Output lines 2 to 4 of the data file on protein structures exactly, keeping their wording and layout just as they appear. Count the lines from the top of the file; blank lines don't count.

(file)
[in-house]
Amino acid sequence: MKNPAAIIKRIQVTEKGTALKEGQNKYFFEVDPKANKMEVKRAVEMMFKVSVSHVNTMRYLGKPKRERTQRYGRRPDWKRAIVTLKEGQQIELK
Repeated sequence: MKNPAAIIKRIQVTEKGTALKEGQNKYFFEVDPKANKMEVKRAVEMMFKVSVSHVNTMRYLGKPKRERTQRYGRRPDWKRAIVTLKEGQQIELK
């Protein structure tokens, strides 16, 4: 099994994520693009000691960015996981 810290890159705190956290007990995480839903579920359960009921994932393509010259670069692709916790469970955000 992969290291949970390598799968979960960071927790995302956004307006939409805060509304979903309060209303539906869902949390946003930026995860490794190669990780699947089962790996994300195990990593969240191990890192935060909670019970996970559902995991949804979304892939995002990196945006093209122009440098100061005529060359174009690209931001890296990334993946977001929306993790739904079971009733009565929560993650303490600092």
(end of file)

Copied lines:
Amino acid sequence: MKNPAAIIKRIQVTEKGTALKEGQNKYFFEVDPKANKMEVKRAVEMMFKVSVSHVNTMRYLGKPKRERTQRYGRRPDWKRAIVTLKEGQQIELK
Repeated sequence: MKNPAAIIKRIQVTEKGTALKEGQNKYFFEVDPKANKMEVKRAVEMMFKVSVSHVNTMRYLGKPKRERTQRYGRRPDWKRAIVTLKEGQQIELK
């Protein structure tokens, strides 16, 4: 099994994520693009000691960015996981 810290890159705190956290007990995480839903579920359960009921994932393509010259670069692709916790469970955000 992969290291949970390598799968979960960071927790995302956004307006939409805060509304979903309060209303539906869902949390946003930026995860490794190669990780699947089962790996994300195990990593969240191990890192935060909670019970996970559902995991949804979304892939995002990196945006093209122009440098100061005529060359174009690209931001890296990334993946977001929306993790739904079971009733009565929560993650303490600092």